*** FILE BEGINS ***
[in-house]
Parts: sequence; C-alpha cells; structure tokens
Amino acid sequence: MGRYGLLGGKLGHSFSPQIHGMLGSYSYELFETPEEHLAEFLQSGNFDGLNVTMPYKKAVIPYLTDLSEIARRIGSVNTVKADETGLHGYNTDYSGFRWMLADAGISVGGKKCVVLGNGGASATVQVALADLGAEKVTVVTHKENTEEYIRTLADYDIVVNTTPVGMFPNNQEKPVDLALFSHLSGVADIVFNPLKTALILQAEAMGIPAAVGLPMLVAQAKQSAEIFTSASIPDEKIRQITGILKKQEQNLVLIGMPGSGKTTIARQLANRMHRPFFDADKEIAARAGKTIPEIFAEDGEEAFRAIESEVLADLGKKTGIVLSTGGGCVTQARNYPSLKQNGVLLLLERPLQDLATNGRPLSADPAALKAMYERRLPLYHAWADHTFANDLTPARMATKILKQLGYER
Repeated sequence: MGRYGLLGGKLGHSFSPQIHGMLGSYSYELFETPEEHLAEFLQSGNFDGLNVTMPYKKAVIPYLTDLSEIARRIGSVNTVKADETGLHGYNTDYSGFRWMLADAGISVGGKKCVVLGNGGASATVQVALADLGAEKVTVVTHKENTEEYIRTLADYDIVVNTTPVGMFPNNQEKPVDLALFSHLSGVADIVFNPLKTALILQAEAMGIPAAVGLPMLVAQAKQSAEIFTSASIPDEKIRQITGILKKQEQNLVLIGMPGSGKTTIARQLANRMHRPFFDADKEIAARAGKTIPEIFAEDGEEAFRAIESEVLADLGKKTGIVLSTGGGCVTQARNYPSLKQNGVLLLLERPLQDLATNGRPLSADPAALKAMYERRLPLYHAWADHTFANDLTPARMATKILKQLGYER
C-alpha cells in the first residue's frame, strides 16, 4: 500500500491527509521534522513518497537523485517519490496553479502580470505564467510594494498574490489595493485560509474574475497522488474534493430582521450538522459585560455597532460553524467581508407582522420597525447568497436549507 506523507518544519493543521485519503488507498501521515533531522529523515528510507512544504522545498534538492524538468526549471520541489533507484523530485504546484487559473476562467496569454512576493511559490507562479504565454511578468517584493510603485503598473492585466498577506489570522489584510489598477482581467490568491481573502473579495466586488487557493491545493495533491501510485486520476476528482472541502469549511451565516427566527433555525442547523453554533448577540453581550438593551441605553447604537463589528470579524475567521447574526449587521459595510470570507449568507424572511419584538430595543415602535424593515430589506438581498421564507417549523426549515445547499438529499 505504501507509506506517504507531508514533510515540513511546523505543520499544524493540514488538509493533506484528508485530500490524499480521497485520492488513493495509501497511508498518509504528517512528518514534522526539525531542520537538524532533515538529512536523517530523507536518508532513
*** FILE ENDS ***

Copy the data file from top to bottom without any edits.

[in-house]
Parts: sequence; C-alpha cells; structure tokens
Amino acid sequence: MGRYGLLGGKLGHSFSPQIHGMLGSYSYELFETPEEHLAEFLQSGNFDGLNVTMPYKKAVIPYLTDLSEIARRIGSVNTVKADETGLHGYNTDYSGFRWMLADAGISVGGKKCVVLGNGGASATVQVALADLGAEKVTVVTHKENTEEYIRTLADYDIVVNTTPVGMFPNNQEKPVDLALFSHLSGVADIVFNPLKTALILQAEAMGIPAAVGLPMLVAQAKQSAEIFTSASIPDEKIRQITGILKKQEQNLVLIGMPGSGKTTIARQLANRMHRPFFDADKEIAARAGKTIPEIFAEDGEEAFRAIESEVLADLGKKTGIVLSTGGGCVTQARNYPSLKQNGVLLLLERPLQDLATNGRPLSADPAALKAMYERRLPLYHAWADHTFANDLTPARMATKILKQLGYER
Repeated sequence: MGRYGLLGGKLGHSFSPQIHGMLGSYSYELFETPEEHLAEFLQSGNFDGLNVTMPYKKAVIPYLTDLSEIARRIGSVNTVKADETGLHGYNTDYSGFRWMLADAGISVGGKKCVVLGNGGASATVQVALADLGAEKVTVVTHKENTEEYIRTLADYDIVVNTTPVGMFPNNQEKPVDLALFSHLSGVADIVFNPLKTALILQAEAMGIPAAVGLPMLVAQAKQSAEIFTSASIPDEKIRQITGILKKQEQNLVLIGMPGSGKTTIARQLANRMHRPFFDADKEIAARAGKTIPEIFAEDGEEAFRAIESEVLADLGKKTGIVLSTGGGCVTQARNYPSLKQNGVLLLLERPLQDLATNGRPLSADPAALKAMYERRLPLYHAWADHTFANDLTPARMATKILKQLGYER
C-alpha cells in the first residue's frame, strides 16, 4: 500500500491527509521534522513518497537523485517519490496553479502580470505564467510594494498574490489595493485560509474574475497522488474534493430582521450538522459585560455597532460553524467581508407582522420597525447568497436549507 506523507518544519493543521485519503488507498501521515533531522529523515528510507512544504522545498534538492524538468526549471520541489533507484523530485504546484487559473476562467496569454512576493511559490507562479504565454511578468517584493510603485503598473492585466498577506489570522489584510489598477482581467490568491481573502473579495466586488487557493491545493495533491501510485486520476476528482472541502469549511451565516427566527433555525442547523453554533448577540453581550438593551441605553447604537463589528470579524475567521447574526449587521459595510470570507449568507424572511419584538430595543415602535424593515430589506438581498421564507417549523426549515445547499438529499 505504501507509506506517504507531508514533510515540513511546523505543520499544524493540514488538509493533506484528508485530500490524499480521497485520492488513493495509501497511508498518509504528517512528518514534522526539525531542520537538524532533515538529512536523517530523507536518508532513